If you would like to practice similar methodology in leading the development of your children, consider joining a Montessori community near you. If you homeschool, there are many Montessori method adaptment guides for home-use you may find helpful. The American Montessori Society  and the North American Montessori Teachers’ Association  are two organizations to reference for quality information along your journey. Additionally, as a fundraiser and developmental aide we have published a series of activity books for home and travel use, the Artistic Refinement Therapy Book Series  , that hold Montessorian pillars as their founding design parameters and are appropriate for children as young as 2 years old.
We greatly encourage you to further study the nuances and benefits of instilling a beneficial growth-mindset in your life as well as your child’s.
Have some insights of your own to share? Contact us!
 Dweck, C., https://mindsetonline.com/whatisit/about/
 Monsalve, S., https://www.entrepreneur.com/article/231759
 Bradberry, T., https://www.forbes.com/forbes/welcome/?toURL=https://www.forbes.com/sites/travisbradberry/2016/01/19/why-attitude-is-more-important-than-iq/&refURL=https://www.google.com/&referrer=https://www.google.com/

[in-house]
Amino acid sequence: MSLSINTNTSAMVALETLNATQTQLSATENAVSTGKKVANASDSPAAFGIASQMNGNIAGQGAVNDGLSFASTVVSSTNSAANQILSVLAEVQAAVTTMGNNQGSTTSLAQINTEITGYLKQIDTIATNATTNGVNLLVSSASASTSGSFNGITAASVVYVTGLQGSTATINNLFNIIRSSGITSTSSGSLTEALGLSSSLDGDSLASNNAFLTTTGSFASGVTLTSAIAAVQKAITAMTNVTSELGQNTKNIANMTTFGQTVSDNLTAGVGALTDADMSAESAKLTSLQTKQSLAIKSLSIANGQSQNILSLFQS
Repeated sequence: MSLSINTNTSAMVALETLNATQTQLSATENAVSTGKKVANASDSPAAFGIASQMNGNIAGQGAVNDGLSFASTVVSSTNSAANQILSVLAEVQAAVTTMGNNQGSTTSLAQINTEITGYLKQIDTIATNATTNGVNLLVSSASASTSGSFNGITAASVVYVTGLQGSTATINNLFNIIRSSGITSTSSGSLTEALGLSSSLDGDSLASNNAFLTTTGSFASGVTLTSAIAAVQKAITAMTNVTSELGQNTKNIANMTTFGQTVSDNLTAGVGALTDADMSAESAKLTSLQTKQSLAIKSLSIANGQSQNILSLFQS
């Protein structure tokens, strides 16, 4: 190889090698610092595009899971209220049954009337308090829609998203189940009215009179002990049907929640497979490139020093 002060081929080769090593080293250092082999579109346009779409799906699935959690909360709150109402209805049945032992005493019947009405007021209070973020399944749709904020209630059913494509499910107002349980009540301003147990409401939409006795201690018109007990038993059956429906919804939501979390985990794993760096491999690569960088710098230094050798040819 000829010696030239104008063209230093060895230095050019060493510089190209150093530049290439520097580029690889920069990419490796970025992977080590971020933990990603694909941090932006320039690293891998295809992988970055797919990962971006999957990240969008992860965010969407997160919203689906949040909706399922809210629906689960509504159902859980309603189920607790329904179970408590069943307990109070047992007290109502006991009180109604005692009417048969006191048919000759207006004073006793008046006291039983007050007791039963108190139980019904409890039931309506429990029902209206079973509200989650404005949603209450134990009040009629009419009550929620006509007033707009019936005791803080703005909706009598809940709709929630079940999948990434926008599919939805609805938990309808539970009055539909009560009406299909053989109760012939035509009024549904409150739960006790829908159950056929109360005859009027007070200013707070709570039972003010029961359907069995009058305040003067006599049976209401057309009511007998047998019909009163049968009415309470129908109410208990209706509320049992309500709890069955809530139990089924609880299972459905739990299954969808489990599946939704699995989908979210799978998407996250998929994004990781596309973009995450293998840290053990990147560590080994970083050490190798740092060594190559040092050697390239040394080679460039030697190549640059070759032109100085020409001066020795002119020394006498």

Gladwell, M., http://www.newyorker.com/magazine/2002/07/22/the-talent-myth
 Sivers, D., https://sivers.org/mindset
 Ackerly, R., http://geniusinchildren.org/2016/01/19/empathy-education-and-a-true-growth-mindset/
 Bronson, P., http://nymag.com/news/features/27840/
 Dell’Antonia, K., https://parenting.blogs.nytimes.com/2016/01/21/nice-try-is-not-enough/?smid=fb-nytimes&smtyp=cur&_r=2
 Claro, S. and Paunesku, D., https://www.sree.org/conferences/2014f/program/downloads/abstracts/1304.pdf
 Callaghan, V., https://issuu.com/vanessacallaghan/docs/vrcallaghan_authentic_montessori_sh